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What did patients think about communicating with doctors and nurses?

More than 2/3 of patients said that doctors and nurses always listened carefully and explained things clearly
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Good communication with doctors and nurses is important for ensuring that patients clearly understand their treatment plan and can take an active role in their care.

Medication is an important component of hospital care. Effective explanation about medication helps patients understand how to take what has been prescribed, as well as possible side effects, and may prevent medication errors.


Percentage of patients who felt that their medication was always explained well, by province: New Brunswick: 53%; n = 6,314 respondents (mode of survey administration: mail); Ontario: 52%; n = 34,970 respondents (modes of survey administration: online, mail and telephone); Manitoba: 55%; n = 10,414 respondents (modes of survey administration: online and mail); Alberta: 62%; n = 19,717 respondents ( mode of survey administration: telephone); British Columbia: 50%; n = 20,020 respondents (modes of survey administration: online and telephone); Overall average: 54%. Results are weighted and adjusted for non-response, sampling design and patient characteristics. Survey responses were collected via 3 modes — telephone, mail and online — which may contribute to variation in provincial-level results. See the methodology notes for more information.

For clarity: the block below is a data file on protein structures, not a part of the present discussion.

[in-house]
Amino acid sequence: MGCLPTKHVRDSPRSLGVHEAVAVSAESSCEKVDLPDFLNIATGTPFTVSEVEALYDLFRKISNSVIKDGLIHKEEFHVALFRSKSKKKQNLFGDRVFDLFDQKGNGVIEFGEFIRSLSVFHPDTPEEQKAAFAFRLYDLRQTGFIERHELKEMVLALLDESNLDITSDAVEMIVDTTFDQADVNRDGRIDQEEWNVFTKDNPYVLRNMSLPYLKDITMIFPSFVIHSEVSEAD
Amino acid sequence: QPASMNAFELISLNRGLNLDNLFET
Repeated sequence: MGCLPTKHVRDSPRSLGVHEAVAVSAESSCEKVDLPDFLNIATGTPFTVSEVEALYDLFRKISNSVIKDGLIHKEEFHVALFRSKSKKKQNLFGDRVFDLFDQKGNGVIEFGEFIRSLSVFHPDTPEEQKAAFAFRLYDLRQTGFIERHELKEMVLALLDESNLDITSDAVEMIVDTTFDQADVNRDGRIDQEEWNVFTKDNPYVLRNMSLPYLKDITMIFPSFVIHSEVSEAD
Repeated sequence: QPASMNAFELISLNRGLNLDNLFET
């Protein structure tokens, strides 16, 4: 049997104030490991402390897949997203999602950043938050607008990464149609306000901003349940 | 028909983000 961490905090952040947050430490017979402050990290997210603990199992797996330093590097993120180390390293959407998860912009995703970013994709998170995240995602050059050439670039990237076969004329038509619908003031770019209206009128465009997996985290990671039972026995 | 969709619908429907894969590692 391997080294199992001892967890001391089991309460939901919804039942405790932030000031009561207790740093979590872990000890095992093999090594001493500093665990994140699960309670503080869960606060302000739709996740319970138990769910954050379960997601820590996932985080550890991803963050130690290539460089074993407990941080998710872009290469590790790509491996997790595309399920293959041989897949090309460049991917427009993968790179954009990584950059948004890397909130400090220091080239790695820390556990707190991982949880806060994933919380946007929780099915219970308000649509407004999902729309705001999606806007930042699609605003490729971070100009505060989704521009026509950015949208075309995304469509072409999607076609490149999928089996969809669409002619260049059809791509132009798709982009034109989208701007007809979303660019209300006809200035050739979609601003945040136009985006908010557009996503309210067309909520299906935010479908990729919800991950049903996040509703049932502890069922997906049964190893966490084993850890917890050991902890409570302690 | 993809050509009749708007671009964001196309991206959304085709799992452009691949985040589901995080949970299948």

68%

Percentage of patients who said that hospital staff always explained the purpose of a new medicine

24%

Percentage of patients who said that hospital staff never described possible side effects of a new medicine in a way they could understand

Patient perspective

Receiving timely information on a diagnosis, being able to ask questions or feeling like the staff care can mean the difference between a positive and a negative patient experience in hospital.

3 patients who shared their experiences with CIHI about their recent hospital stays highlighted communication with health care providers as a key factor in their overall experience.

“The only reason I got better treatment than I had in the past is because I actually said something, so the ER supervisor came to my room to talk to me,” said Gail, age 55, who was hospitalized for 9 days due to symptoms of vertigo. “I often don’t want to go to the hospital unless I have to because you basically have to get upset at them for them to hear you, and if you get upset then they threaten you with security. What are you supposed to do?”

“The doctor came in and her phone kept ringing and she was very distracted,” said Howard, age 65, who was hospitalized for 5 days due to complications related to diabetes. “She was trying to talk to me while she was looking at the reports, the charts and the bloodwork. I felt bad for her because she was obviously very busy.”

“I would have liked to have asked her a few questions, but she didn’t really give me that opportunity.”— Howard, age 65

“I had to wait in the emergency room longer than I would have liked, but once I was admitted I was pleased with the care that I received,” said Rachelle, age 31, who was hospitalized for 5 days after suffering a bowel obstruction. “The specialist came to check on me every day, even when his shift was over. I appreciated that. I felt I had enough time to ask questions.”